The secret of being a bore is to tell everything.
This agglomeration which was called and which still calls itself the Holy Roman Empire was neither holy, nor Roman, nor an empire.
The man who leaves money to charity in his will is only giving away what no longer belongs to him.
When we hear news we should always wait for the sacrament of confirmation.
I disapprove of what you say, but will defend to the death your right to say it.
The public is a ferocious beast -- one must either chain it up or flee from it.
Man is free at the moment he wishes to be.
Common sense is not so common.
God created sex. Priests created marriage.
Doctors are men who prescribe medicines of which they know little, to cure diseases of which they know less, in human beings of whom they know nothing.
Since the whole affair had become one of religion, the vanquished were of course exterminated.
This is no time to make new enemies.
May God defend me from my friends; I can defend myself from my enemies.
The art of government consists in taking as much money as possible from one class of the citizens to give to the other.
This poem will never reach its destination.
Once the people begin to reason, all is lost.
It is one of the superstitions of the human mind to have imagined that virginity could be a virtue.
A clergyman is one who feels himself called upon to live without working at the expense of the rascals who work to live.
When it is a question of money, everyone is of the same religion.
Animals have these advantages over man: they never hear the clock strike, they die without any idea of death, they have no theologians to instruct them, their last moments are not disturbed by unwelcome and unpleasant ceremonies, their funerals cost them nothing, and no one starts lawsuits over their wills.
I was never ruined but twice: once when I lost a lawsuit, and once when I won one.
Canada: A few acres of snow.
England has forty-two religions and only two sauces.
There is an astonishing imagination, even in the science of mathematics... We repeat, there was far more imagination in the head of Archimedes than in that of Homer.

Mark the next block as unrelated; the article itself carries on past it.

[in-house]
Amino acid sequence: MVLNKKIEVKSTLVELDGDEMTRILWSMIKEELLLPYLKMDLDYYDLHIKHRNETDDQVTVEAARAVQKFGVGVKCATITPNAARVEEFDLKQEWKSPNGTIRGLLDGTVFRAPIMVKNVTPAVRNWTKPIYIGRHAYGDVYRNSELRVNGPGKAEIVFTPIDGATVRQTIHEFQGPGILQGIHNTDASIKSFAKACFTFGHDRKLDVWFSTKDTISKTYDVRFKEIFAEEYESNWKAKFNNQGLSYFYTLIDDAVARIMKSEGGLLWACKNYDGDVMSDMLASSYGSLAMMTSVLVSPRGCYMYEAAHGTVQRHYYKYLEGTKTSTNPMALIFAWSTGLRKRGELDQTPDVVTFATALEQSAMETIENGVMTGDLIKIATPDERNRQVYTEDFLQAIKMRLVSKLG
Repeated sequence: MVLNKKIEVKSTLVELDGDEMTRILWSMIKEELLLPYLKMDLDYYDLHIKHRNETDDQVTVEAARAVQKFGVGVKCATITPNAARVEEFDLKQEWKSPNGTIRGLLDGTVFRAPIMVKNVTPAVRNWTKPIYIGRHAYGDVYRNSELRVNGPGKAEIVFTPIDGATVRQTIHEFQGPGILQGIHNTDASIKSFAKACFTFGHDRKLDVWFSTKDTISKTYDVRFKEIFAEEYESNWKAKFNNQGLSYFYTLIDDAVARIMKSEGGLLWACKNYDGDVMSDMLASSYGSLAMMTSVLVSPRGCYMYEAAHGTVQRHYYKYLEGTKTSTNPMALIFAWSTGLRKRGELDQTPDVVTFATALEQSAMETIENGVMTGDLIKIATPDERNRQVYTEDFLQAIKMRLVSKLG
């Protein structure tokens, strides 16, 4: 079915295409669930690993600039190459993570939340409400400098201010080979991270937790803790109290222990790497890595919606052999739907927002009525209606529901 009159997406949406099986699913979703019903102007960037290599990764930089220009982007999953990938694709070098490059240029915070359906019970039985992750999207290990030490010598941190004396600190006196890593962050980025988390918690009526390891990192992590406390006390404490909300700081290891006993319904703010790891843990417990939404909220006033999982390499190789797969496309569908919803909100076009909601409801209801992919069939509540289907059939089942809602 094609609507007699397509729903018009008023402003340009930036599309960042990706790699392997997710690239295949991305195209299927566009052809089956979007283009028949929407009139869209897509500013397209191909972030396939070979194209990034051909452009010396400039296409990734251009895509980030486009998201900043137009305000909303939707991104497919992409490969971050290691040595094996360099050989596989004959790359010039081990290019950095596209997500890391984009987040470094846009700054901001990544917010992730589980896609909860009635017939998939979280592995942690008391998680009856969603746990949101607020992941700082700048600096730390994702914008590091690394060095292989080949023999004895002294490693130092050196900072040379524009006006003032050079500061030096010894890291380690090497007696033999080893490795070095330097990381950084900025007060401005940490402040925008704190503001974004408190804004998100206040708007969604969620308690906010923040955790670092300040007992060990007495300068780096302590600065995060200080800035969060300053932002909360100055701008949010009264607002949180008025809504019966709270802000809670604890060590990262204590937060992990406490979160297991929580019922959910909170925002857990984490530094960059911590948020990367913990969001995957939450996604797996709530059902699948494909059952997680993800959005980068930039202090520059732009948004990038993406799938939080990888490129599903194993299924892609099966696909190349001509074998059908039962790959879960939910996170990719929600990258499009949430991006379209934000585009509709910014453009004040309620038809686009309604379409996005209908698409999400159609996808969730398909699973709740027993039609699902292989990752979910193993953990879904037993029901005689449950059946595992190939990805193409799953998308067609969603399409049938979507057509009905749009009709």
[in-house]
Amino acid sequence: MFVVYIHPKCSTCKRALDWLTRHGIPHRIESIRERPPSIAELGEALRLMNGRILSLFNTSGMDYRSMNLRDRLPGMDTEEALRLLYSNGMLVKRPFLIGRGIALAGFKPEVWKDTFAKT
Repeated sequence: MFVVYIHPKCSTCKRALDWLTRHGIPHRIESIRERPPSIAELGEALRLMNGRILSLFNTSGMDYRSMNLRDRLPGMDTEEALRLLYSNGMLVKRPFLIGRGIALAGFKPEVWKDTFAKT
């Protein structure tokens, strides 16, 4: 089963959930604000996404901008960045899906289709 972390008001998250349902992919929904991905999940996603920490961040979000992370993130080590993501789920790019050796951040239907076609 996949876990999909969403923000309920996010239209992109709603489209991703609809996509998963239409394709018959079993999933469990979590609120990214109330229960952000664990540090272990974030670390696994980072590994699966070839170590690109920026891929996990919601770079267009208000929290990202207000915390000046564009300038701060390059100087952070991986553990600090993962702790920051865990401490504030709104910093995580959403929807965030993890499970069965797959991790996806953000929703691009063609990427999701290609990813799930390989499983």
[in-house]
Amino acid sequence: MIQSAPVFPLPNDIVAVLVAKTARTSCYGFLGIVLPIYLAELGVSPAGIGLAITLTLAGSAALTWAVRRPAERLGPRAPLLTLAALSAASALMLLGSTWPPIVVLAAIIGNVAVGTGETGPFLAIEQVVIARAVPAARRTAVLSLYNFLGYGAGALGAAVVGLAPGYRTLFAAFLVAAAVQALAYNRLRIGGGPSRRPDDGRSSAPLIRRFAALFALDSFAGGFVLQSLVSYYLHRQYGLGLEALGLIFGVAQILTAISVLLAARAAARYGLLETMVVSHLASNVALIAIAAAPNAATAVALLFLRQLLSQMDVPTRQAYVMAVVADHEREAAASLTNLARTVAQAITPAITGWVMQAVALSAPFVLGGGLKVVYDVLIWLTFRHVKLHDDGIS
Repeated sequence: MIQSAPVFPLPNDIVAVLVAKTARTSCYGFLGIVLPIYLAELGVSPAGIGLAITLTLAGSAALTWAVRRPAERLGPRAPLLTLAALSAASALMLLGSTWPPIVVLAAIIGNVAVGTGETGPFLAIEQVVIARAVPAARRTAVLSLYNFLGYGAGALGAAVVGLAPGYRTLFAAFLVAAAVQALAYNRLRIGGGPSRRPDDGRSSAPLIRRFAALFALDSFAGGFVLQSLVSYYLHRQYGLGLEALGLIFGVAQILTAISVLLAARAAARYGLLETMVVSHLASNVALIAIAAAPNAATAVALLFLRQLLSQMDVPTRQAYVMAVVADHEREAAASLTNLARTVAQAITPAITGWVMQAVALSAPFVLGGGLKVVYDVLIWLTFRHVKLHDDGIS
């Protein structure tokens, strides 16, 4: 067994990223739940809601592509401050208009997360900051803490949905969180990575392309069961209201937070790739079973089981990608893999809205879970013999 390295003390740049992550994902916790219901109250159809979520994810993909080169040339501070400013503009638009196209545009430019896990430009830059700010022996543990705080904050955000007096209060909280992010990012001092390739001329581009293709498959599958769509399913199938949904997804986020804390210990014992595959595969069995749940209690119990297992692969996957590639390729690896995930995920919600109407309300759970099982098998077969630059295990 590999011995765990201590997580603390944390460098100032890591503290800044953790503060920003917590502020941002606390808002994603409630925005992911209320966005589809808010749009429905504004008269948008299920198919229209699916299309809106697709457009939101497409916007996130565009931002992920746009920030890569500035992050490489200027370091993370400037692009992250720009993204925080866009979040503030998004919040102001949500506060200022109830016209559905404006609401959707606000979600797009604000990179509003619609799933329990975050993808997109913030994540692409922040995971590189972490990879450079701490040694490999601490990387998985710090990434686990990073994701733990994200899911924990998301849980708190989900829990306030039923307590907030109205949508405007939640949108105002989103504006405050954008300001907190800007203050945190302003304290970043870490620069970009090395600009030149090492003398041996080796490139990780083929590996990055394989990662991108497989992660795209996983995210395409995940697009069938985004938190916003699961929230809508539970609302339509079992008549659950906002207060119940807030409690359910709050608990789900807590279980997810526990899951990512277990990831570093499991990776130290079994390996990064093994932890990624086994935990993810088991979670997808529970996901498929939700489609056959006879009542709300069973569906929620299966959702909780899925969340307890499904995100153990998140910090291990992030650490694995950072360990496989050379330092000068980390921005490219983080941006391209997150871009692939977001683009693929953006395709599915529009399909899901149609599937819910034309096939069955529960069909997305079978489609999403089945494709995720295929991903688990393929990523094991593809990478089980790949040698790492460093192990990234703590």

If God created us in his own image, we have more than reciprocated.
He is a hard man who is only just, and a sad one who is only wise.
Life resembles the banquet of Damocles; the sword is ever suspended.
Verses which do not teach men new and moving truths do not deserve to be read.
I believe that there never was a creator of a philosophical system who did not confess at the end of his life that he had wasted his time. It must be admitted that the inventors of the mechanical arts have been much more useful to men that the inventors of syllogisms. He who imagined a ship towers considerably above him who imagined innate ideas.
The history of human opinion is scarcely anything more than the history of human errors.
Love is a canvas furnished by Nature and embroidered by imagination.
We never live; we are always in the expectation of living.
It is far better to be silent than merely to increase the quantity of bad books.
The superfluous is very necessary.
It is amusing that a virtue is made of the vice of chastity; and it's a pretty odd sort of chastity at that, which leads men straight into the sin of Onan, and girls to the waning of their color.
It is an infantile superstition of the human spirit that virginity would be thought a virtue and not the barrier that separates ignorance from knowledge.
Now, now my good man, this is no time for making enemies.
(On his deathbed in response to a priest asking that he renounce Satan)
True greatness consists in the use of a powerful understanding to enlighten oneself and others.
As long as there are fools and rascals, there will be religions.
If we can't find something pleasant, we will at least find something new.
It is better to risk saving a guilty person than to condemn an innocent one.
I have lost the half of myself – a soul for which mine was made.
Any fool can make a rule, and any fool will mind it.
Do not be too moral. You may cheat yourself out of much life. Aim above morality. Be not simply good; be good for something.
Do not hire a man who does your work for money, but him who does it for love of it.
Go confidently in the direction of your dreams! Live the life you've imagined. As you simplify your life, the laws of the universe will be simpler.
Go confidently in the direction of your dreams. Live the life you have imagined.
How vain it is to sit down to write when you have not stood up to live.
I know of no more encouraging fact than the unquestioned ability of a man to elevate his life by conscious endeavor.
I once had a sparrow alight upon my shoulder for a moment, while I was hoeing in a village garden, and I felt that I was more distinguished by that circumstance that I should have been by any epaulet I could have worn.
If you have built castles in the air, your work need not be lost; that is where they should be. Now put the foundations under them.
If you would convince a man that he does wrong, do right. Men will believe what they see.
In what concerns you much, do not think that you have companions: know that you are alone in the world.
Live each season as it passes; breathe the air, drink the drink, taste the fruit, and resign yourself to the influences of each.
I stand in awe of my body.
Men are born to succeed, not fail.
Men have become the tools of their tools.
My friend is one... who take me for what I am.
Rather than love, than money, than fame, give me truth.
Some circumstantial evidence is very strong, as when you find a trout in the milk.
Success usually comes to those who are too busy to be looking for it.